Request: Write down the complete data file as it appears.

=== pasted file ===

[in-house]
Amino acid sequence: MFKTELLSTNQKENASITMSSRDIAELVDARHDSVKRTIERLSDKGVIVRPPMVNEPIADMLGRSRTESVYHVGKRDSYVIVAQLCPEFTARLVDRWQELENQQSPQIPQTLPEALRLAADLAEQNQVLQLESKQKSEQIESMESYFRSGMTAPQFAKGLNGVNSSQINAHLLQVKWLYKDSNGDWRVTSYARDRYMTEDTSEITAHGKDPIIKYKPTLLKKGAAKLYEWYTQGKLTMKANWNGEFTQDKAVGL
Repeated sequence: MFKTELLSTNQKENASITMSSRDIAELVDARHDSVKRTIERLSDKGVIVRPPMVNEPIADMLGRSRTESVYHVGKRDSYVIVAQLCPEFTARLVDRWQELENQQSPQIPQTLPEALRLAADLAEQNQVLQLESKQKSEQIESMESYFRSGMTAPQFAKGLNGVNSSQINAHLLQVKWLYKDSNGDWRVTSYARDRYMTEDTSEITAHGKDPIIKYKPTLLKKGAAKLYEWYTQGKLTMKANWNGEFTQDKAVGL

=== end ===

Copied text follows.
[in-house]
Amino acid sequence: MFKTELLSTNQKENASITMSSRDIAELVDARHDSVKRTIERLSDKGVIVRPPMVNEPIADMLGRSRTESVYHVGKRDSYVIVAQLCPEFTARLVDRWQELENQQSPQIPQTLPEALRLAADLAEQNQVLQLESKQKSEQIESMESYFRSGMTAPQFAKGLNGVNSSQINAHLLQVKWLYKDSNGDWRVTSYARDRYMTEDTSEITAHGKDPIIKYKPTLLKKGAAKLYEWYTQGKLTMKANWNGEFTQDKAVGL
Repeated sequence: MFKTELLSTNQKENASITMSSRDIAELVDARHDSVKRTIERLSDKGVIVRPPMVNEPIADMLGRSRTESVYHVGKRDSYVIVAQLCPEFTARLVDRWQELENQQSPQIPQTLPEALRLAADLAEQNQVLQLESKQKSEQIESMESYFRSGMTAPQFAKGLNGVNSSQINAHLLQVKWLYKDSNGDWRVTSYARDRYMTEDTSEITAHGKDPIIKYKPTLLKKGAAKLYEWYTQGKLTMKANWNGEFTQDKAVGL